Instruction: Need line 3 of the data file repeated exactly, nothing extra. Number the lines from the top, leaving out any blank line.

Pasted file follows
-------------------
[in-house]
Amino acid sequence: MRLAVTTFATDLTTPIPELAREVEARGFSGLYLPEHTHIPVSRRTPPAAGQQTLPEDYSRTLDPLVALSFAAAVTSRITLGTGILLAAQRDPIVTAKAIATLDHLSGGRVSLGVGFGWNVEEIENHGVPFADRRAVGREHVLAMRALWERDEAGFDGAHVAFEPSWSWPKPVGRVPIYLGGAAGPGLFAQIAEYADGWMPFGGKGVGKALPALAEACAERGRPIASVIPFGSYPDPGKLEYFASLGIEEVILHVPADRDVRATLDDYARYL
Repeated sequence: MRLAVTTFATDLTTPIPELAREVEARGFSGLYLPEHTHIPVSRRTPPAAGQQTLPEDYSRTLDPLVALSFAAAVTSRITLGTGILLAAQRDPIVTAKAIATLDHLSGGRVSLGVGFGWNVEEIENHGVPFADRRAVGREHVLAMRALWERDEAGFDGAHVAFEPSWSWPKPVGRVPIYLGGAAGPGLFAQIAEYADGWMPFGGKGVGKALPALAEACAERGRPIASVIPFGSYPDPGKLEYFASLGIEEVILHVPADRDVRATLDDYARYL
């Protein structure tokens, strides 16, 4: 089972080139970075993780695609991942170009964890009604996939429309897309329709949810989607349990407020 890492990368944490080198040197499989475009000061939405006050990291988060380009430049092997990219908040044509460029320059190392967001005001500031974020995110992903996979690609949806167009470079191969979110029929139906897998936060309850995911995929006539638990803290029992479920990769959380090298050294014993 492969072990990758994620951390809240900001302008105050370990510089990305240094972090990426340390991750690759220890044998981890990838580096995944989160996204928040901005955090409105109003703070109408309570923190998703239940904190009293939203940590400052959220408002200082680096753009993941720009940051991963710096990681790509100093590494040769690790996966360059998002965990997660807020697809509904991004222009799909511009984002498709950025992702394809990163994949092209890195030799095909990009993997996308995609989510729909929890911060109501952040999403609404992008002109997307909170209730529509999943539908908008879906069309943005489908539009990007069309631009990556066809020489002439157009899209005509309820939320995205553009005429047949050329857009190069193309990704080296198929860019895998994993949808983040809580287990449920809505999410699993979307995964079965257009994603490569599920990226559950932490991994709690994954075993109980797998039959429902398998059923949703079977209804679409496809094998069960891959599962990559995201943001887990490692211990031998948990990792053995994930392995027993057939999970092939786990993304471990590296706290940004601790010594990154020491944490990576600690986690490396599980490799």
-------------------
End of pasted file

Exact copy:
Repeated sequence: MRLAVTTFATDLTTPIPELAREVEARGFSGLYLPEHTHIPVSRRTPPAAGQQTLPEDYSRTLDPLVALSFAAAVTSRITLGTGILLAAQRDPIVTAKAIATLDHLSGGRVSLGVGFGWNVEEIENHGVPFADRRAVGREHVLAMRALWERDEAGFDGAHVAFEPSWSWPKPVGRVPIYLGGAAGPGLFAQIAEYADGWMPFGGKGVGKALPALAEACAERGRPIASVIPFGSYPDPGKLEYFASLGIEEVILHVPADRDVRATLDDYARYL